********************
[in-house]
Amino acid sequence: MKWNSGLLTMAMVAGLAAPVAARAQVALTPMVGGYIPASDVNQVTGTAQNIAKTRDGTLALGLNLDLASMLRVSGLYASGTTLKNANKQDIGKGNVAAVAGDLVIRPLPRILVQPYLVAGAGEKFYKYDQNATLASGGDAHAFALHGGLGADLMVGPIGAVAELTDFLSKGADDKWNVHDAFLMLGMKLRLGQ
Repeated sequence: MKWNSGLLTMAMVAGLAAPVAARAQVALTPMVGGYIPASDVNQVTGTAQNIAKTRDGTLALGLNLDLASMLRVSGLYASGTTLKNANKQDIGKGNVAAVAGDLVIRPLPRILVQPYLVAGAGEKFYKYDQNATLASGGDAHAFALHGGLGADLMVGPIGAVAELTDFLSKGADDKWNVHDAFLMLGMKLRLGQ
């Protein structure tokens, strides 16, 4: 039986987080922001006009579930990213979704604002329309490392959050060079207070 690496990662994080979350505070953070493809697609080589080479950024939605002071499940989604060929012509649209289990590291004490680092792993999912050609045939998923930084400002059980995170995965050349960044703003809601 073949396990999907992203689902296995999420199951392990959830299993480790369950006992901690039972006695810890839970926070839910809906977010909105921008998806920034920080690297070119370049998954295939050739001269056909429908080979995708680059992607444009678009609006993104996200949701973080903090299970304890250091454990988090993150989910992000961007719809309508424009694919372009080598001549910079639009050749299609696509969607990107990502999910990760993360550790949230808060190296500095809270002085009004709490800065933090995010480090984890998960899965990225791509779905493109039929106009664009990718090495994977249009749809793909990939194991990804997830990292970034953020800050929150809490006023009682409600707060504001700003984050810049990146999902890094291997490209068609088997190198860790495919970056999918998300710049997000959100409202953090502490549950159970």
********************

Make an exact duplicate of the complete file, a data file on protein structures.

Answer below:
[in-house]
Amino acid sequence: MKWNSGLLTMAMVAGLAAPVAARAQVALTPMVGGYIPASDVNQVTGTAQNIAKTRDGTLALGLNLDLASMLRVSGLYASGTTLKNANKQDIGKGNVAAVAGDLVIRPLPRILVQPYLVAGAGEKFYKYDQNATLASGGDAHAFALHGGLGADLMVGPIGAVAELTDFLSKGADDKWNVHDAFLMLGMKLRLGQ
Repeated sequence: MKWNSGLLTMAMVAGLAAPVAARAQVALTPMVGGYIPASDVNQVTGTAQNIAKTRDGTLALGLNLDLASMLRVSGLYASGTTLKNANKQDIGKGNVAAVAGDLVIRPLPRILVQPYLVAGAGEKFYKYDQNATLASGGDAHAFALHGGLGADLMVGPIGAVAELTDFLSKGADDKWNVHDAFLMLGMKLRLGQ
């Protein structure tokens, strides 16, 4: 039986987080922001006009579930990213979704604002329309490392959050060079207070 690496990662994080979350505070953070493809697609080589080479950024939605002071499940989604060929012509649209289990590291004490680092792993999912050609045939998923930084400002059980995170995965050349960044703003809601 073949396990999907992203689902296995999420199951392990959830299993480790369950006992901690039972006695810890839970926070839910809906977010909105921008998806920034920080690297070119370049998954295939050739001269056909429908080979995708680059992607444009678009609006993104996200949701973080903090299970304890250091454990988090993150989910992000961007719809309508424009694919372009080598001549910079639009050749299609696509969607990107990502999910990760993360550790949230808060190296500095809270002085009004709490800065933090995010480090984890998960899965990225791509779905493109039929106009664009990718090495994977249009749809793909990939194991990804997830990292970034953020800050929150809490006023009682409600707060504001700003984050810049990146999902890094291997490209068609088997190198860790495919970056999918998300710049997000959100409202953090502490549950159970």